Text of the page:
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It’s not easy staying green: Working for a green and healthy Ontario
Natural heritage conservation can be traced back to the early times of the First Nations, whose close relationship with nature was reflected in religious beliefs in which spirits inhabited the physical world around them. The natural environment which provided the necessities of life was not significantly altered.
With the coming of European settlement and an ever-growing population, the demands for agriculture, mineral and forest products from the natural environment grew at a non-stop pace. Economic growth transformed much of forested and natural lands into farmland and urban/industrial areas. Economic prosperity for many people came at the expense of what seemed to be an endless natural environment.
In the mid- to late-19th century, the loss of species such as the passenger pigeon, wild turkey and cougar became painfully apparent. The founding of naturalist clubs and museums began the movement to protect and preserve our natural heritage. Conservation legislation was passed. Algonquin Park was established as Ontario’s first provincial park. Interest in natural sciences received attention in growing post-secondary educational institutions; natural heritage took on a role as a refuge from the fast pace of urban life. Artists such as the Group of Seven brought these feelings to life on canvas. And tourism, in the form of grand resorts and cottages, became fashionable to “get away to nature.”
Nature also assisted in promoting an awareness of natural heritage. The devastation caused by Hurricane Hazel in 1954 resulted in the provincial government’s establishment of conservation authorities throughout southern Ontario to help manage watersheds and ensure that urban development was compatible with natural systems. Many natural heritage organizations were established throughout the 20th and early 21st centuries. Organizations such as the Nature Conservancy of Canada, Ontario Nature, Ducks Unlimited Canada and the Ontario Land Trust Alliance – as well as many local land trusts, naturalist and hiking clubs – were formed and provided voices for natural heritage protection.
Throughout the last century, provincial governments responded with numerous initiatives to help secure natural heritage. The Ontario Heritage Foundation (now the Ontario Heritage Trust) was established in 1967 as the province’s lead agency for built, cultural and natural heritage. The Ministry of Natural Resources (MNR) developed a system of 319 provincial parks and 280 conservation reserves to provide opportunities for outdoor recreation and natural heritage appreciation. And the Niagara Escapement Commission was created to administer the Niagara Escapement Plan.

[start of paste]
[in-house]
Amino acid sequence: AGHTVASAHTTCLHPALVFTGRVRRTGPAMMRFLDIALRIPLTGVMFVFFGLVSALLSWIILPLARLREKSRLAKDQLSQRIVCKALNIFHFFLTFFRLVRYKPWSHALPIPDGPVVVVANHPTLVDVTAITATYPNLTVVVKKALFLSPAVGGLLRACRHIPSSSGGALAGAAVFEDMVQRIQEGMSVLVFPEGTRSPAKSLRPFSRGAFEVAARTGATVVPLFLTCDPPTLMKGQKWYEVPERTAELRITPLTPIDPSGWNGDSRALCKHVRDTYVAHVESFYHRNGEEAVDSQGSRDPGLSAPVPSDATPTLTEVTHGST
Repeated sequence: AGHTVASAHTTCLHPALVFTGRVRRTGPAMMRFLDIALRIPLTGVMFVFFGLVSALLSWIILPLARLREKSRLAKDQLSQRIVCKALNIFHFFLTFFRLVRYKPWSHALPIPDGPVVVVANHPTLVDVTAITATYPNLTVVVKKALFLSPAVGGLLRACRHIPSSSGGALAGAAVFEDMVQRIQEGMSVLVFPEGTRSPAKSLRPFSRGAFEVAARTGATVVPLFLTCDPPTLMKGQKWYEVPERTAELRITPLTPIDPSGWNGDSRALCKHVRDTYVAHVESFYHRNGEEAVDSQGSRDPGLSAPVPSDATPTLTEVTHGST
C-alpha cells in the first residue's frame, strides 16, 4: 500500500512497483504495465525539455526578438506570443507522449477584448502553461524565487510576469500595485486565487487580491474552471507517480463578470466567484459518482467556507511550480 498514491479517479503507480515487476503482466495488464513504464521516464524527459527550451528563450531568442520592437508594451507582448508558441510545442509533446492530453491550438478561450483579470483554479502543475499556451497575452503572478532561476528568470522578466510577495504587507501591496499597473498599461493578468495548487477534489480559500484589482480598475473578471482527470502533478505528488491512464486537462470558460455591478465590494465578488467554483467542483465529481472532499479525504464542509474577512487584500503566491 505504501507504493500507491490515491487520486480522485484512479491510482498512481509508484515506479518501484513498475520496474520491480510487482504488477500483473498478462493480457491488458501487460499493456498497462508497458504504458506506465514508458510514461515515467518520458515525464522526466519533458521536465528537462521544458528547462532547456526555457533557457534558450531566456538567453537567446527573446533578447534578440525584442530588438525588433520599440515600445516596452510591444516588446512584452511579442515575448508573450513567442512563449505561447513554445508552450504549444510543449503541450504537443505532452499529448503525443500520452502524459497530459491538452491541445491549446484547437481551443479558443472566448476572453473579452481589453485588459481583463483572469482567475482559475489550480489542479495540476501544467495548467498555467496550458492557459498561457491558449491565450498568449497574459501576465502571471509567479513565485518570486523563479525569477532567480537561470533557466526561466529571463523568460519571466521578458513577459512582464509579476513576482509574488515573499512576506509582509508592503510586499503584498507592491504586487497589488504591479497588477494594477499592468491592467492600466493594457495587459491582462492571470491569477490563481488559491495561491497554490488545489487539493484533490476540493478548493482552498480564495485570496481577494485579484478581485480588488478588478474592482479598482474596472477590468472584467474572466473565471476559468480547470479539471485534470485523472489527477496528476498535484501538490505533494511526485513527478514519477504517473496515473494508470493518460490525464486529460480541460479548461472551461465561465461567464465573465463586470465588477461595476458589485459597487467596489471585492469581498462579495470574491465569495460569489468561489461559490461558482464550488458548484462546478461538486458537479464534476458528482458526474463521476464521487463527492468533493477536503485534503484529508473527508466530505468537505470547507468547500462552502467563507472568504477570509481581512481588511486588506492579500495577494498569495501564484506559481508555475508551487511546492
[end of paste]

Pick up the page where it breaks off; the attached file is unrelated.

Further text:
Since the 1980s, conservation organizations have been especially active in natural heritage protection, starting in 1982 with the formation of the Natural Heritage League – a group of organizations dedicated to natural heritage protection. Since then, many provincially funded land acquisition and stewardship programs – involving public and private conservation partnerships – have been launched. Some past examples are: the Niagara Escarpment Land Acquisition and Stewardship Program (1985); the Eastern Habitat Joint Venture (1986); the Natural Areas Protection Program (1998); and the Ecological Land Acquisition Program (2002). Currently, partnership programs include: the Nature Conservancy of Canada/MNR Greenlands Program (2004); Ontario Nature Trust Assistance Program, Ontario Land Trust Alliance (2004); and the Ontario Heritage Trust/MNR Natural Spaces Land Acquisition and Stewardship Program.
Over the past few years a number of other initiatives have occurred to help protect our natural environment. The Oak Ridges Moraine Foundation, established in 2001, works to protect the key natural heritage features of the Oak Ridges Moraine. A new greenbelt has been created around the Greater Toronto Area in association with a new Greenbelt Foundation. The Ontario Planning Act has reinforced the need for municipal consideration of natural heritage in land-use planning. MNR continues to work with many partners to identify a natural heritage system for southern Ontario.
Natural heritage conservation has come a long way – from times when natural resources were seen as endless to the present when conservation needs are an endless challenge. Today, with ongoing preservation and stewardship of significant natural heritage areas across Ontario by many dedicated conservation organizations, much has been achieved. Yet much remains to be done to ensure future Ontarians will enjoy a green and healthy environment.
Ontario Heritage Trust – Statistics (as of March 31, 2006):
- Bruce Trail properties owned by the Trust: 101 (4,055 acres/1,641 hectares)
- Other natural heritage properties owned by the Trust: 42 (5,730 acres/2,319 hectares)
- Natural heritage properties containing registered archaeological sites: 10
- Heritage buildings on Trust-owned natural heritage properties: 24
- Area the Trust helped to conserve through grant programs: 36,000 acres/14,499 hectares)
- Natural heritage easements: 14
- Plaques commemorating natural heritage/environmental themes: 42